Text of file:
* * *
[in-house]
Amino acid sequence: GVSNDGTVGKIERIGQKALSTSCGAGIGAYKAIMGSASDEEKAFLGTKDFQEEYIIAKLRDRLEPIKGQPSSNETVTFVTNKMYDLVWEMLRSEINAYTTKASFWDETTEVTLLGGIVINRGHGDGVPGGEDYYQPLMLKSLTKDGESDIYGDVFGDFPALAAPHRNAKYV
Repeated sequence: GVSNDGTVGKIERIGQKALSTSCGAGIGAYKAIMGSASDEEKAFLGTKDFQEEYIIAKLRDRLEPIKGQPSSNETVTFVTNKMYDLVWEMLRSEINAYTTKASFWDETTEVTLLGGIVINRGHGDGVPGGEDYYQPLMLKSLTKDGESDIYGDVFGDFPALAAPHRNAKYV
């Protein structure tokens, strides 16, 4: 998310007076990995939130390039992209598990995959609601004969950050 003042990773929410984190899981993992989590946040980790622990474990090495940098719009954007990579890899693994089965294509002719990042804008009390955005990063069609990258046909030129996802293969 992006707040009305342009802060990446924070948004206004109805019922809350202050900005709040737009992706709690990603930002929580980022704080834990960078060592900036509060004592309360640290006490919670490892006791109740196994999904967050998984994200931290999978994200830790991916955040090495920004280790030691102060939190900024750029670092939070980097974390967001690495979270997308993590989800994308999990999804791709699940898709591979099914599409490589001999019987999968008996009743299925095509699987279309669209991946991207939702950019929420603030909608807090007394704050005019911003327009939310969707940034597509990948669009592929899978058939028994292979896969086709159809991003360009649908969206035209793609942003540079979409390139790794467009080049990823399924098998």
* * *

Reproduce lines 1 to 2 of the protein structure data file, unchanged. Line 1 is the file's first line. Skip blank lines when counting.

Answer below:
[in-house]
Amino acid sequence: GVSNDGTVGKIERIGQKALSTSCGAGIGAYKAIMGSASDEEKAFLGTKDFQEEYIIAKLRDRLEPIKGQPSSNETVTFVTNKMYDLVWEMLRSEINAYTTKASFWDETTEVTLLGGIVINRGHGDGVPGGEDYYQPLMLKSLTKDGESDIYGDVFGDFPALAAPHRNAKYV